Just over the weekend, Malaysia had 2 by-elections in Sungai Besar, Selangor, and Kuala Kangsar, Perak. By-election? Well basically the guys who won the seat during GE13 died in a helicopter crash… so this by-election was to vote in their replacements. (But now that it’s over, you might call it… a bye-election hurhurhur.)
Aside from the food giveaways that made it look like a Ramadan bazaar, Tun Mahathir was also there campaigning for the first time in years. (Albeit with the opposition this time).
But Tun M also made headlines when he compared Najib to a former dictator named Idi Amin, the former dictator of Uganda.
“Dianya (Idi Amin) melaku(kan) apa saja, melanggar undang-undang, dan dia kekal sebagai Presiden sehinggalah dianya dijatuhkan oleh rakyat Uganda. Datuk Seri Najib dan Idi Amin ini adalah orang yang sama.” – Tun Mahathir, on Mynewshub Channel’s video
“Like Idi Amin of Uganda, he (Najib) uses his power to suppress the people.” – Tun Mahathir, as quoted by NST
In other words, Tun M compared Najib to Idi Amin based on how Najib has allegedly kept himself in power. But who exactly was this Idi Amin guy?
What did Idi Amin do to be known as a dictator?
Idi Amin Dada, or as he called himself – “His Excellency, President for Life, Field Marshal Al Hadji Doctor Idi Amin Dada, VC, DSO, MC, Lord of All the Beasts of the Earth and Fishes of the Seas and Conqueror of the British Empire in Africa in General and Uganda in Particular” (LOL), was the 3rd President of the African country of Uganda. He joined the King’s African Rifles army (KAR, back when Uganda was still under British control) at the tender age of 21.
From there he rose through the ranks before being appointed Commander of Ugandan army a few years after they had received their independence from the British in 1962. And in 1971, he overthrew the previous dictator Milton Obote in 1971.
He started off alright. After overthrowing the previous dictator, he released many political prisoners, and promised to hold a free and fair elections as soon as possible.
“My mission is to lead the country out of a bad situation of corruption, depression and slavery. After I rid the country of these vices, I will then organize and supervise a general election of a genuinely democratic civilian government.” –Idi Amin, as quoted in “Uganda, the Human Rights Situation” by the United States Senate
But that didn’t last very long because just a year later, he started to kill massive amounts of people, including people from particular ethnic groups who were associated with supporting the previous president.
“Those murdered were mostly anonymous people: farmers, students, clerks and shopkeepers who were shot or forced to bludgeon one another to death by members of death squads, including the chillingly named Public Safety Unit and the State Research Bureau.” – Columnist Michael T. Kaufman, on The New York Times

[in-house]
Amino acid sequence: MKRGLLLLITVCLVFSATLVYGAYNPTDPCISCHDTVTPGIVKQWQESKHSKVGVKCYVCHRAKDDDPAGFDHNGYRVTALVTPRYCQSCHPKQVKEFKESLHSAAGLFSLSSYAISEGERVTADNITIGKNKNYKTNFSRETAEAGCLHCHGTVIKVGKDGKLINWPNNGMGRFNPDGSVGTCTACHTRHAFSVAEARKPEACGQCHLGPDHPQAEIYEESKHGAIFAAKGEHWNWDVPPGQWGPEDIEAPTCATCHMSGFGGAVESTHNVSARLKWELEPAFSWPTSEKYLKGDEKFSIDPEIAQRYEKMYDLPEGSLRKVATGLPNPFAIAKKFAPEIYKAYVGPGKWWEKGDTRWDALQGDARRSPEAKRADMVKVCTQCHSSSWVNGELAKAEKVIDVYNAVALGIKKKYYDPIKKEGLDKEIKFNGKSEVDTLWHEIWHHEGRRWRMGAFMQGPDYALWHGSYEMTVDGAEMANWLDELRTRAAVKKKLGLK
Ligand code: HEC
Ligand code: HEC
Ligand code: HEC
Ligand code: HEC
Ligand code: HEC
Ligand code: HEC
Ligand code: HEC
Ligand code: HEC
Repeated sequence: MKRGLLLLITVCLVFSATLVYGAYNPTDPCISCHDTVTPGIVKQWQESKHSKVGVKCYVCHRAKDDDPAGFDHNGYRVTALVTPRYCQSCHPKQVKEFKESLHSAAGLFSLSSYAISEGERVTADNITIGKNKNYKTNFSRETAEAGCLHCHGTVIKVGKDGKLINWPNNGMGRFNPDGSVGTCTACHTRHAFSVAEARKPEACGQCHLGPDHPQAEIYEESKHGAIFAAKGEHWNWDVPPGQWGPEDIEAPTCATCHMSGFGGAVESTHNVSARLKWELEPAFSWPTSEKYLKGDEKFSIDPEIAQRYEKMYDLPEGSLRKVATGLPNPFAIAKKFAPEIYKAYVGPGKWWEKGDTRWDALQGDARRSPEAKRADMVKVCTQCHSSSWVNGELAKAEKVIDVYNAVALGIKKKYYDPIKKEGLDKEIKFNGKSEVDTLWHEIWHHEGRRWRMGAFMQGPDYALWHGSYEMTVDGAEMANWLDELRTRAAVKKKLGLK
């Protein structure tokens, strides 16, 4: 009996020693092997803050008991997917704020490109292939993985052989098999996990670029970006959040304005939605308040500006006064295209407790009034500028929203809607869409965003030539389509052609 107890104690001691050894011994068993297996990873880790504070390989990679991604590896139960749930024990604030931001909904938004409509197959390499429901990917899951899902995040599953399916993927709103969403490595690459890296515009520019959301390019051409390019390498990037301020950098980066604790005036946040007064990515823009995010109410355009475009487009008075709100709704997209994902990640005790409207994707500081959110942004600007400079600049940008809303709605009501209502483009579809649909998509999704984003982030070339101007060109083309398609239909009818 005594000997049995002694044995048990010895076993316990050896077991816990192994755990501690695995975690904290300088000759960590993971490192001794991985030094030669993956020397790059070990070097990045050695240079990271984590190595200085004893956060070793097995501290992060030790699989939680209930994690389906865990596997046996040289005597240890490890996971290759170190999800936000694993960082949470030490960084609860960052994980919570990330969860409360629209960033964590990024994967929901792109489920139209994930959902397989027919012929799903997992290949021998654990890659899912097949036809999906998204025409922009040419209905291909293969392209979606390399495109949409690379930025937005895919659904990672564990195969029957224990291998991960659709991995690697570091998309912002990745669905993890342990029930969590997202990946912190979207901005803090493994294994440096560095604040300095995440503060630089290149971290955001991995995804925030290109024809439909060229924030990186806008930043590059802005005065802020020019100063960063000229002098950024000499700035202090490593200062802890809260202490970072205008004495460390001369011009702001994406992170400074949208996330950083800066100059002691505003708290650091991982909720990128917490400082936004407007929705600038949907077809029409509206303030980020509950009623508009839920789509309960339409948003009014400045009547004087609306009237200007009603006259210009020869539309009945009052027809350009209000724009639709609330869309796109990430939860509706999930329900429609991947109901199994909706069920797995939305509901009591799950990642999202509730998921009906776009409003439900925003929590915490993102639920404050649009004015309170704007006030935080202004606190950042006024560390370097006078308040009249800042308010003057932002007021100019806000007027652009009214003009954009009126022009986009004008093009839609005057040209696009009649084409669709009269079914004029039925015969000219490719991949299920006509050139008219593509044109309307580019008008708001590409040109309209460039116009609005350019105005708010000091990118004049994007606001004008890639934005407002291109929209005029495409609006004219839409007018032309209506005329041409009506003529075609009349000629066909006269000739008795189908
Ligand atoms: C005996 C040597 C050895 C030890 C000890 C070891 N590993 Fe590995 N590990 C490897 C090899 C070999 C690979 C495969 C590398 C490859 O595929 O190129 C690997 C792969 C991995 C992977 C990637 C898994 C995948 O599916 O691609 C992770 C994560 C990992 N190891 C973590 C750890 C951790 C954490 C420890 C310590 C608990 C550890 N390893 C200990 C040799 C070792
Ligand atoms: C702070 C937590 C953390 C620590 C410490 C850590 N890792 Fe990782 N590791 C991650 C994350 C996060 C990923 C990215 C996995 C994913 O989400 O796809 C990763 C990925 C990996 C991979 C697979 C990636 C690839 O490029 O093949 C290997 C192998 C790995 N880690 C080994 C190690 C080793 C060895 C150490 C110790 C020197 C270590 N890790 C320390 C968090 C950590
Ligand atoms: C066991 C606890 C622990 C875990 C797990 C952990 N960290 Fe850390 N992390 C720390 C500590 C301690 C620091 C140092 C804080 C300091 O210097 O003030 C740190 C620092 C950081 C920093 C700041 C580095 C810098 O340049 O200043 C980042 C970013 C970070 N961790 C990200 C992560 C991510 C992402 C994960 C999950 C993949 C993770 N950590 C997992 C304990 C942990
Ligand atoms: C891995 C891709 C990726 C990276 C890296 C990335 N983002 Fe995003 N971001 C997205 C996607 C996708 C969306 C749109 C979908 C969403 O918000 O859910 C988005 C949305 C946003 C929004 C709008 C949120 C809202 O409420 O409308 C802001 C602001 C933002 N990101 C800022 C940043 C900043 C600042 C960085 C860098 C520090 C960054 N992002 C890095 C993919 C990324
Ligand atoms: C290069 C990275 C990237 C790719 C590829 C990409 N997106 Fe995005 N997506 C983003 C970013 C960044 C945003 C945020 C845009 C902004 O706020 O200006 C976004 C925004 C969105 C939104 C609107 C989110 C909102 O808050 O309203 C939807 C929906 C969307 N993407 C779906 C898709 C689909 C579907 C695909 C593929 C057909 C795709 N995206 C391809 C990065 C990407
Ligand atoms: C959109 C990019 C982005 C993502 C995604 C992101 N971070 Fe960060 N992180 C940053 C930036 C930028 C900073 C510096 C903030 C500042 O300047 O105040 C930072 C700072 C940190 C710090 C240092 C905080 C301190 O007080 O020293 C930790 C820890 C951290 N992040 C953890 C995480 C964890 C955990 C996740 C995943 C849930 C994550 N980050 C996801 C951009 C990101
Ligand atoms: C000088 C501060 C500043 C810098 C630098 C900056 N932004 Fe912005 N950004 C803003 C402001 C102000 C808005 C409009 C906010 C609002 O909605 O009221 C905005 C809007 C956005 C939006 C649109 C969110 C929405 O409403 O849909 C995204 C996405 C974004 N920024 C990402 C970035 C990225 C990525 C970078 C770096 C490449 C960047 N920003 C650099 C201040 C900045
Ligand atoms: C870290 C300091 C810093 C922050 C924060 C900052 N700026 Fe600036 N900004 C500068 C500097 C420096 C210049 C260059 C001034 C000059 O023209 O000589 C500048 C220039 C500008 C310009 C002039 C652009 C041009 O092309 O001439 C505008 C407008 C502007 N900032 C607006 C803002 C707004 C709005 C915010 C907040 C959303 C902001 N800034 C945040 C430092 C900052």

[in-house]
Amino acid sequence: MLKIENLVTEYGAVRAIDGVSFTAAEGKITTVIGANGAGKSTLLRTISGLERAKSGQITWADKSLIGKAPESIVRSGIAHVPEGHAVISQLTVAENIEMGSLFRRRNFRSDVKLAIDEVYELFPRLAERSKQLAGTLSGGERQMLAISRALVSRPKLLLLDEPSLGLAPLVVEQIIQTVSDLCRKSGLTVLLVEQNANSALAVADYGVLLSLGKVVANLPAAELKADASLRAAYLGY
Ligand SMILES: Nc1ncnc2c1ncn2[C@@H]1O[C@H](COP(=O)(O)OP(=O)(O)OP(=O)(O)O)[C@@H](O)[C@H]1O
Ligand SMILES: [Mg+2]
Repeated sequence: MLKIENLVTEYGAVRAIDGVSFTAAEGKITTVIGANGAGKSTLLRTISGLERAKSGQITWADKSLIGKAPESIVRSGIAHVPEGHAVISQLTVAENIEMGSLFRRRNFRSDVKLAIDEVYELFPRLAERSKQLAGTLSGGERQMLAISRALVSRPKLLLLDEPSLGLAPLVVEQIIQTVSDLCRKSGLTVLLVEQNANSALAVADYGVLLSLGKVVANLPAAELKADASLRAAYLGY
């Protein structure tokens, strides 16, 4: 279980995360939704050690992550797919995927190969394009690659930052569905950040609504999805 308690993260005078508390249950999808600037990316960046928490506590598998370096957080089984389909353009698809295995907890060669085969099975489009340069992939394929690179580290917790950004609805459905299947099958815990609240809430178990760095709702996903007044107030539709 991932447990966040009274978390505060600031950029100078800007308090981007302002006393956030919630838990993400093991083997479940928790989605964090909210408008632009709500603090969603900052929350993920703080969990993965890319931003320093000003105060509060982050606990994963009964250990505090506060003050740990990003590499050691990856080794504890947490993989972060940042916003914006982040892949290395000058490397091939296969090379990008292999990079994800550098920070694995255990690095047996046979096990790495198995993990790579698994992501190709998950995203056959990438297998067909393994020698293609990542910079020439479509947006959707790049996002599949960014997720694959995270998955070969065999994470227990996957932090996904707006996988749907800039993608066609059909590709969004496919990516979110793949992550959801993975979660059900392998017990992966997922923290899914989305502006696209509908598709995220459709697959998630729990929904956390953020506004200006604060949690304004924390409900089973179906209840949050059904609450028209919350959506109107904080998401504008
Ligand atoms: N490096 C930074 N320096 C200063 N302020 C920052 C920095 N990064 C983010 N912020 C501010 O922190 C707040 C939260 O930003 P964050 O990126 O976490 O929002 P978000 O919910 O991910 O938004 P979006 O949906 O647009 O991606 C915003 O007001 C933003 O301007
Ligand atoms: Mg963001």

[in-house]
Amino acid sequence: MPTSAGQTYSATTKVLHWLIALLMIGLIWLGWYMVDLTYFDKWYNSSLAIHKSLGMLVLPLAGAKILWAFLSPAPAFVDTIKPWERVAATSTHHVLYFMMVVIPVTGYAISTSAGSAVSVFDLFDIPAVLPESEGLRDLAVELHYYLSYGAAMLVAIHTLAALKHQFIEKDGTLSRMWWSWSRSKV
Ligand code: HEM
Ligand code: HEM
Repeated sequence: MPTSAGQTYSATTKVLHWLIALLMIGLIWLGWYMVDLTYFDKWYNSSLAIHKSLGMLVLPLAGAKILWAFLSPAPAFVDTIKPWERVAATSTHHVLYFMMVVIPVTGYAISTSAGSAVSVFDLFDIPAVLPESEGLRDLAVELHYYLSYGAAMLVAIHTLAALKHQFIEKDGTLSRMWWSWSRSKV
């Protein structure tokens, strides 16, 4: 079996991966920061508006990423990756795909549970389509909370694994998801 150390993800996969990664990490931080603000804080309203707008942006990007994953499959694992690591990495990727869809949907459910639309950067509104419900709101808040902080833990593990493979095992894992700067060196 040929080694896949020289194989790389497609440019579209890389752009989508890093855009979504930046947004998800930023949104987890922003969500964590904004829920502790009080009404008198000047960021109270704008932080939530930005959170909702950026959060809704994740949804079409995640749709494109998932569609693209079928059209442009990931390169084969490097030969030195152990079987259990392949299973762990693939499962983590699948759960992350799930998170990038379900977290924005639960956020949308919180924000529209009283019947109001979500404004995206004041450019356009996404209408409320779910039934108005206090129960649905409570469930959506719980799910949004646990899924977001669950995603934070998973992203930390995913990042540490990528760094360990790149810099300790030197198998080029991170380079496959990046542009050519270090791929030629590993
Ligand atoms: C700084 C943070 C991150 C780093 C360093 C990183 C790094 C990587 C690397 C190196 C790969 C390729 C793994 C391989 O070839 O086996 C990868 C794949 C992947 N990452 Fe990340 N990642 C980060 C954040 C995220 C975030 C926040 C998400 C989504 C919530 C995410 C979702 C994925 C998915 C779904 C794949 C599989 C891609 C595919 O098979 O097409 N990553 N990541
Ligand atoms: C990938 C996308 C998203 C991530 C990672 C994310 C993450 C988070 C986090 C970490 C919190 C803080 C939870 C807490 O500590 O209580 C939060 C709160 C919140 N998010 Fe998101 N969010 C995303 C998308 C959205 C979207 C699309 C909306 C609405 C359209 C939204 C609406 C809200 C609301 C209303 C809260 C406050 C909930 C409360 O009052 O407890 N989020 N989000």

Among these people were also cabinet ministers, judges, churchmen, educators, and a whole lot of other prominent people. So he didn’t just silenced anyone who would possibly go against him, he silenced everyone.
His reign of terror continued for 8 years before neighbouring Tanzania, and some Ugandan freedom fighters teamed up to bring him down in 1979. But not before Idi Amin’s regime had killed about 300,000 people, earning himself the nickname the “Butcher of Uganda“.
He was actually so infamous that a number of movies have been made about him, with the more popular one being “The Last King of Scotland” (based on the premise that he also allegedly declared himself King of Scotland), starring Forest Whitaker and
Professor X, Mr Tumnus, the guy from Wanted James McAvoy
(FYI, after he was overthrown, his former adversary President Milton Obote eventually came back into power and killing another 300,000 people!).
Najib isn’t anywhere close to Idi Amin……yet?
Actually Uganda is in a better place today under current president, Yoweri Museveni, who while still slightly controversial, has improved Uganda substantially. And guess who went to visit him ;)?
In the comparison to Idi Amin tho, Tun M actually didn’t mention any murder, or genocide, but only that Najib is suppressing people, just like Idi Amin did. But if that’s the case, maybe all Tun M was trying to do was draw a comparison from one aspect only, the same way Najib once praised ISIS based on one aspect only. Because while Najib may not be liked by many people, based on what we mentioned earlier, Najib isn’t exactly anywhere close to the terrible dictator that was Idi Amin.
(It also has to be said that Tun Mahathir called himself a dictator as well, so who’s to say which dictatorship is better? Especially when the person saying it is Tun M himself.)
BUT at the same time, that doesn’t mean there aren’t any possible parallels at all.
In the past year we’ve seen Najib do some pretty questionable things which point to him wanting to silence anyone who speaks up against him (like introducing his now infamous “Dictator” law, and sacking Tan Sri Muhyiddin Yassin).
And what’s even more scary that despite being compared to someone as terrible as Idi Amin, Najib’s response wasn’t to distance himself from the comparison, but rather, revel in them in some way.
“He (Tun M) called me the Idi Amin of Malaysia. (Well) the Idi Amin of Malaysia is more popular.” – PM Najib, as quoted by MalaysiaKini
Because while his response was probably to return the jibe to Tun M, it’s kinda unsettling when the leader of your country doesn’t mind being compared to a real-life dictator. *gulp*
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